A deeper understanding of risk-taking will increase insight about gambling behaviors. Miller & Byrnes have developed a model of risk-taking called the Self-Regulation Model (SRM). The conceptual theory driving the SRM is the following: the key to being successful is knowing how and when to take risks with strategies for accomplishing goals. Specifically, the model poses five self-regulatory tendencies that increase the chances of a risk-taker meeting their specified goal: (1) knowledge of strategies for attaining a goal, (2) ability to coordinate multiple goals, (3) calibrated sense of uncertainty (accurate knowledge of the probability of possible outcomes), (4) self-correcting strategies (to counter biases and limitations such as impulsivity or sensation seeking), and (5) a tendency to learn from experience. In an experiment designed to test the hypothesis, among others, that sensation-seeking was correlated with risk-taking behavior, researchers gave six risk-taking tasks to 115 3rd through 8th grade students. In each of the scenarios, students reported whether they would choose the low risk, moderately risky, or very risky option. Four of the tasks involved skill, and two involved chance. In one of the chance scenarios, participants played a game with dice in which certain numbers produced certain payoffs. Sensation-seeking was measured with selected items from Zuckerman’s Sensation-seeking Scale on three subscales: 1) thrill and adventure seeking, 2) experience seeking, and 3) boredom susceptibility. Selecting the riskiest option for the skill scenarios was positively associated with an interest in thrill and adventure seeking and sensation-seeking (total score). Risky choices on the chance scenarios, however, was positively correlated only with thrill and adventure seeking. A regression analysis determined that thrill and adventure seeking was one of the unique predictors of risky choices for both the chance and the skill tasks. In other words, students scoring high on measure of thrill and adventure seeking were most likely to select the riskiest option, regardless of the nature of the task. Thrill and adventure seeking for both the chance and the skill tasks identified something not explained by the other variables in the regression equations, such as gender, grade, interest, or competitiveness.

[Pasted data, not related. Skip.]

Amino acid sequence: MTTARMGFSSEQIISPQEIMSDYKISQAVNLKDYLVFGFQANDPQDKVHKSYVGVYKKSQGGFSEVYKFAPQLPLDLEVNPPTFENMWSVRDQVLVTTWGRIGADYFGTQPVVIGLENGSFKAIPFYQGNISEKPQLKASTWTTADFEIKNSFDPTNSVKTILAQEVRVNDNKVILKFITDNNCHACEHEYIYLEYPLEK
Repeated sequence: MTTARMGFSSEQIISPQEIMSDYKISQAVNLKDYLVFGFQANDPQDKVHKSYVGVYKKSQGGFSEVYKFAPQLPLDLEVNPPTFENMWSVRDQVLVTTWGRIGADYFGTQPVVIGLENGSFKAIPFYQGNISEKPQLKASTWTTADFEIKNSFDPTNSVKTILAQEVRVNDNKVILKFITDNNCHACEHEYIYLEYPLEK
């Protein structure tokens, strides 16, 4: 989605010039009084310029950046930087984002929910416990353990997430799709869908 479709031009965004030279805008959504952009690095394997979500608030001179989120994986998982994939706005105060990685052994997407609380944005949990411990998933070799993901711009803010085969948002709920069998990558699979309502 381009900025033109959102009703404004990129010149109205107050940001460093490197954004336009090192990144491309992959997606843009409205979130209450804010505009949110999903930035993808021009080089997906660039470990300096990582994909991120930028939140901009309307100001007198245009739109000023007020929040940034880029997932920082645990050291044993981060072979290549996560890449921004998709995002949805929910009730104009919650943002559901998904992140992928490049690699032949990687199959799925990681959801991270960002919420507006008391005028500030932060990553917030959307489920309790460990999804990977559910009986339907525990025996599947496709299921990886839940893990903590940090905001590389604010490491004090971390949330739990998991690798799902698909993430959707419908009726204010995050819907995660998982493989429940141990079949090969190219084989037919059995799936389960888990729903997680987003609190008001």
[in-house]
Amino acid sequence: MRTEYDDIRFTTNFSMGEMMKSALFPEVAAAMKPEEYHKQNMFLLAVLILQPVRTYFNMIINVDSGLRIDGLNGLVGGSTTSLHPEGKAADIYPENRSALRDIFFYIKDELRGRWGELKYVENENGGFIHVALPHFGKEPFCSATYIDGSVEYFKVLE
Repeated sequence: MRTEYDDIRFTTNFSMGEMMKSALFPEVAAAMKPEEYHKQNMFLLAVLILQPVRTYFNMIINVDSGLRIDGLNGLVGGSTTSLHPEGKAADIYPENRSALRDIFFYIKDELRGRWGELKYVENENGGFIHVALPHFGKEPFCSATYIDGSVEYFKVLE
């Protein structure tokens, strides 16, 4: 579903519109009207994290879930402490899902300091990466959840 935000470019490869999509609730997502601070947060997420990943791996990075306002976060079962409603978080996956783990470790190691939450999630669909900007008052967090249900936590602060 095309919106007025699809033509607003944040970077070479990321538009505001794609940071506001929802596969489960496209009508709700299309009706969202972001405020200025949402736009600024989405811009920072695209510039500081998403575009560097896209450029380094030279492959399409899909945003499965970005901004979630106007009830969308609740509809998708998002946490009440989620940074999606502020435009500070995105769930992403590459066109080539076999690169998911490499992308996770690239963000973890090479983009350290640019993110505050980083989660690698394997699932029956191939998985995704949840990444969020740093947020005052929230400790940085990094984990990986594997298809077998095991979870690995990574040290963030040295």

Source: Miller, D.C., & Byrnes, J.P. (1997). The role of contextual and personal factors in children’s risk taking. Developmental Psychology, 33(5)814-823.
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